Although major cities have excellent running water services, we recommend you to avoid taps, and rather drink bottled water.
Pack wise, pack light! Pack only what you know you will use and avoid unnecessary items, such as hair-dryer, basic toiletries (soap or body wash, shampoo, conditioner, body lotion), unless of course, you prefer a specific brand; the hotels we choose for your program will provide you those items and much more!
The dry season between December and March is the best time to visit the country. Not only is there less rain, but most festivals and celebrations take place during these months. The dress code is consistent across the country, with only slight variations because of the changes in climate and elevation.
Items you will need:
- Loose cotton and linen clothing
- Cocktail dress
- Business suit
- Money belt
Dress for the weather: Changes in elevation create widely varying temperatures and rainfall amounts. Regions under 3,000 feet in elevation are hot, while those over 6,000 feet are considered cold. Most of the country is in the hot zone, so unless you’re traveling to the mountains, wear loose cotton or linen clothing in informal situations. It rains almost daily in the hot zones along the Pacific Coast, less so on the Atlantic Coast. Rain gear of some sort is a necessity.
Pack a cocktail dress for social occasions and loose-fitting blouses and skirts for day-to-day wear. Women dress up for parties and lunch dates. Have your hair done and get a manicure and a pedicure if you’re wearing open-toe shoes. Wear hosiery with skirts or dresses.
Avoid sloppy shorts and flip-flops; they will make you stand out as a tourist.
Dress up for business meetings, particularly in Medellin, Bogota and Cali. A suit, preferably dark blue or dark gray, conservative tie and polished shoes are appropriate for men. Women should wear a dress with a jacket or a suit with a knee-length skirt, makeup and stylish heels. A guayabera, or traditional embroidered shirt, and pressed slacks for men and a less-formal dress for women are appropriate in rural areas.
Wear a money belt or a purse with a secure strap in urban areas to avoid street criminals, such as purse-snatchers or pickpockets. Leave expensive jewelry and watches at home.
For your safety and convenience, we recommend that you exercise caution (as you would in any part of the world) with the handling of large amounts of cash or showing off expensive jewelry. It is a good idea to leave your jewelry at home. Always make photocopies of your passport, and place the passport in the hotel safe while carrying the photocopy with you all times. Exercise the same degree of caution in Colombia that you would at home.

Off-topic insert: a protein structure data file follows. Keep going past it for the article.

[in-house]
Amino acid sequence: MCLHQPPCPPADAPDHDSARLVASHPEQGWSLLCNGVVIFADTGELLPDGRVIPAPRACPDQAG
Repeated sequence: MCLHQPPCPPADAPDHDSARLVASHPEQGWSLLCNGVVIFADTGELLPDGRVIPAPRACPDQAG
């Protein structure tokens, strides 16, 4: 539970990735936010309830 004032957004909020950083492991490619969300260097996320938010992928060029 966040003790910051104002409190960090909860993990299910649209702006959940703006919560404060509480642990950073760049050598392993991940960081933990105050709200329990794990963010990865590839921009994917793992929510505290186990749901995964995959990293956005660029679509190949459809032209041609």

Scan your passport and air tickets (if not the e type). Store this (in an email sent to you) in your web based email account. You can also store the details of your emergency ‘lost card’ telephone numbers in your web based email account so you know who to contact if your credit card or ATM card is lost or stolen. This way, even if you lose everything, you have immediate access to your all important information.
The electrical current for Colombia is the same as in the US (110 volts). No adapter needed.
At Restaurants: Check the bill to see if the tip is included. If it is, it’s usually 10 percent, and it’s still common to tip more, up to 15 to 18 percent total.
At Hotels: If you’re staying in a small rural hacienda, a family staff usually cooks, cleans, and tends the gardens, so leave a pooled tip of $5 to $10 per person per night at the end of your stay. In standard hotels, the usual tipping rules apply: about $1 to doormen and cleaning staff per bag or daily cleanup.
Guides and Drivers: Tip $10 per person per day for guides and $5 per person per day for drivers. You don’t need to tip taxi drivers unless they really go out of their way to help you.
Are Dollars Accepted? Yes, but they’re harder for locals to use because governmental restriction, so whenever possible, try to tip in Colombian pesos.
Important Note: When you put your dinner on a credit or debit card, you’ll be asked, “Cuantas cuotas?” meaning over how many months you do want your bill payment broken up; just reply “una” (one).
What to Bring Recommendations – Summary
The following is a general list of those items that we, at EcoAmerica Tours, have found to come in handy while traveling.
- Aqua socks or river sandals
- Casual resort-wear for the beach resorts, including men’s long pants for dinner time.
- Cotton or synthetic blend socks
- Cotton shirts, some long and some short sleeved
- Light sweater or sweatshirt
- Lightweight water resistant hiking boots
- Lightweight water resistant jacket or poncho
- Long pants (cotton or synthetic blend; avoid jeans since they do not dry fast)
- Shorts (cotton or synthetic blend)
- Sun hat or baseball cap
- Tennis or walking shoes
- Warm jacket (for higher elevations only)
- Antibacterial ointment (Neosporin)
- Cortisone cream
- Imodium A.D.
- Insect repellent
- Moist wipes
- Presciption medication
- Solarcaine lotion or gel
- Backup prescription eyewear and medication (if needed)
- Camera with fresh batteries and large capacity memory card (or lots of film)
- Day pack or fanny pack for nature walks and a plastic water bottle
- For natural history enthusiasts, we suggest you bring a field guide, such as birds of Costa Rica
- Insect repellent (waterproof)
- Lip balm (waterproof)
- Resealable plastic bags in assorted sizes to keep your cosmetics and/or toiletries from spilling
- Small flashlight or headlamp
- Sunscreen or sunblock (waterproof)
- Valid driver’s license
- Valid Passport (original and photocopy) of everyone in your party
- Waterproof disposable camera
Traveling with small children? Here are some additional recommendations
- An interesting book or a coloring book with crayons and color pencils
- Some table or electronic games to play
- Rubber boots and a lightweight poncho
Since the information provided above has been collected from several sources and even though we attempt to keep it updated, it tends to change, and we cannot guarantee its accuracy.